Substance abuse is a pattern of drug use that is unhealthy, potentially dangerous, and could get you into a lot of trouble. However, not everyone who misuses drugs gets addicted to them.
While the factors involved in determining addiction susceptibility are still being studied, one tell-tale sign that addiction is on the horizon is when person’s drug use begins to significantly increase.
In this article, we will be discussing what you should do if your drug use spirals out of control as well as highlight the types of substance abuse treatment available.
Management of Substance Abuse:
Seeking Professional help
Sometimes heavy drug use is a sign of addiction, other times it is a sign that grief, trauma, or another mental health need that isn’t being addressed.
People who are experiencing mental illness often turn to drugs to fill a void that they may lack, such as needing more energy, focus or alleviating anxiety or sadness. If you think that you may be using drugs to cover up a deeper issue, talk to your doctor. They will work with you to determine whether psychiatric help or some other form of treatment might be necessary.
Keeping Yourself Busy
If you find your drug use is increasing, it may be a good idea to look at how you are spending your time. Staying occupied by setting goals and planning healthy activities can help keep you away from drugs. Why does this work?
For one, if you are occupied with working, learning a new skill, or keeping busy in general, you won’t have time to get high. The other reason is that it fights against the habit-forming effects of drugs that rewire the parts of our brain responsible for motivation and habit.1
No wonder why drug rehabilitation programs emphasize the need for structure and routine in their patients’ lives.
Maintain Positive Social Support Networks
Recovery is not only a solo journey. It takes people who are willing to provide support, safety, and hold you accountable as you reach towards your goal of sobriety. Research also suggests that positive social support networks were associated with better treatment retention.2
Conversely, it’s important take stock of negative relationships. Are you doing more drugs with certain friends, or is the negativity of friend or a loved one driving your drug use? If so, you may want to consider setting boundaries with these relationships.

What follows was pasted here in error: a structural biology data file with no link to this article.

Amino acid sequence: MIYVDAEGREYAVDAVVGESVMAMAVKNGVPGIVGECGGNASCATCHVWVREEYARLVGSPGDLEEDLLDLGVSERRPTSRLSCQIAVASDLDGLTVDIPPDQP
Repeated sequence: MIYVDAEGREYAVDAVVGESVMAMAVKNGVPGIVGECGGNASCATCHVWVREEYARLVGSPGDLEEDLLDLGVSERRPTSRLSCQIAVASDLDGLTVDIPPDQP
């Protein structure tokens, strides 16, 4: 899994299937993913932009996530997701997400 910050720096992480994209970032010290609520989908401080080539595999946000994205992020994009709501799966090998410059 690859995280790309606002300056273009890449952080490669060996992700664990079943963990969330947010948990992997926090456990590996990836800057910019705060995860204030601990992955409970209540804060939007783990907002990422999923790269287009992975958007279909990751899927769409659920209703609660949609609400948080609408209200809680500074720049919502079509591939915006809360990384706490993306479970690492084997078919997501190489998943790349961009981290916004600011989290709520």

Being Honest with Yourself
Physical and mental health share a deep connection and when these are not in a state of balance, can make substance abuse worse. In one situation, a person may have had a stressful week and decides to binge drink so they can feel at ease. Another, with a chronic injury, misuses their medication to deal with the pain.
While it’s easy to make excuses in the moment, it’s important to recognize how easily exceptions can become the rule, leading to more frequent misuse while laying the foundation for further substance abuse problems and addiction.
There is a critical period in which a person’s substance abuse is not as serious of a problem as it could be. It is at this point, where intervening now could prevent the negative consequences of drug use and eliminate the need for substance abuse treatment later.
What Does Early Intervention Look Like?
Far from being one type of treatment or program, early intervention can occur in a variety of forums such as a mental healthcare facility, doctors’ office, school or even an afterschool program.3
Early intervention can also occur in the form of unsolicited advice from a primary care doctor, therapist, or a trusted family member provides the persons with the awareness needed to make a lifestyle change.
For adolescents, early intervention for drugs and alcohol tends to involve behavioral intervention as well. This is because adolescents who use drugs also tend to act out in school, receive poor grades and risk getting in trouble with the law.